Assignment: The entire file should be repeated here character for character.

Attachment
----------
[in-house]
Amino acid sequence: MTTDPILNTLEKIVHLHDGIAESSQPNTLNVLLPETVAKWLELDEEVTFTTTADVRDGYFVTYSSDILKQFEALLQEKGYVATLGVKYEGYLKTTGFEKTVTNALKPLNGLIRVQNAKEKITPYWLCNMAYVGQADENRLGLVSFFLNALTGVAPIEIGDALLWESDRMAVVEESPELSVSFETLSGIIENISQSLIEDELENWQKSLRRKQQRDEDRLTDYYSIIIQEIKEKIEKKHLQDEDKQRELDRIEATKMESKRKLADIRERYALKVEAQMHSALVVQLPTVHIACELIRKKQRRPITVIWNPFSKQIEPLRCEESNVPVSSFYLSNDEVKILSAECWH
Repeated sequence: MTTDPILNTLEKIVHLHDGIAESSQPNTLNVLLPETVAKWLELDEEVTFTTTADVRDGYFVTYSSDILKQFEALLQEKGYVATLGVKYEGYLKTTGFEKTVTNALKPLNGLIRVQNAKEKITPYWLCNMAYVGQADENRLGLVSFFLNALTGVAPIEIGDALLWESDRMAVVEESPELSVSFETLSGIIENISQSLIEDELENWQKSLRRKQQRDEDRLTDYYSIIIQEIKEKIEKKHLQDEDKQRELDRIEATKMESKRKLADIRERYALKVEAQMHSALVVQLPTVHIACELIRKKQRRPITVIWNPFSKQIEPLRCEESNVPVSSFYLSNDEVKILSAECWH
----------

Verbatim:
[in-house]
Amino acid sequence: MTTDPILNTLEKIVHLHDGIAESSQPNTLNVLLPETVAKWLELDEEVTFTTTADVRDGYFVTYSSDILKQFEALLQEKGYVATLGVKYEGYLKTTGFEKTVTNALKPLNGLIRVQNAKEKITPYWLCNMAYVGQADENRLGLVSFFLNALTGVAPIEIGDALLWESDRMAVVEESPELSVSFETLSGIIENISQSLIEDELENWQKSLRRKQQRDEDRLTDYYSIIIQEIKEKIEKKHLQDEDKQRELDRIEATKMESKRKLADIRERYALKVEAQMHSALVVQLPTVHIACELIRKKQRRPITVIWNPFSKQIEPLRCEESNVPVSSFYLSNDEVKILSAECWH
Repeated sequence: MTTDPILNTLEKIVHLHDGIAESSQPNTLNVLLPETVAKWLELDEEVTFTTTADVRDGYFVTYSSDILKQFEALLQEKGYVATLGVKYEGYLKTTGFEKTVTNALKPLNGLIRVQNAKEKITPYWLCNMAYVGQADENRLGLVSFFLNALTGVAPIEIGDALLWESDRMAVVEESPELSVSFETLSGIIENISQSLIEDELENWQKSLRRKQQRDEDRLTDYYSIIIQEIKEKIEKKHLQDEDKQRELDRIEATKMESKRKLADIRERYALKVEAQMHSALVVQLPTVHIACELIRKKQRRPITVIWNPFSKQIEPLRCEESNVPVSSFYLSNDEVKILSAECWH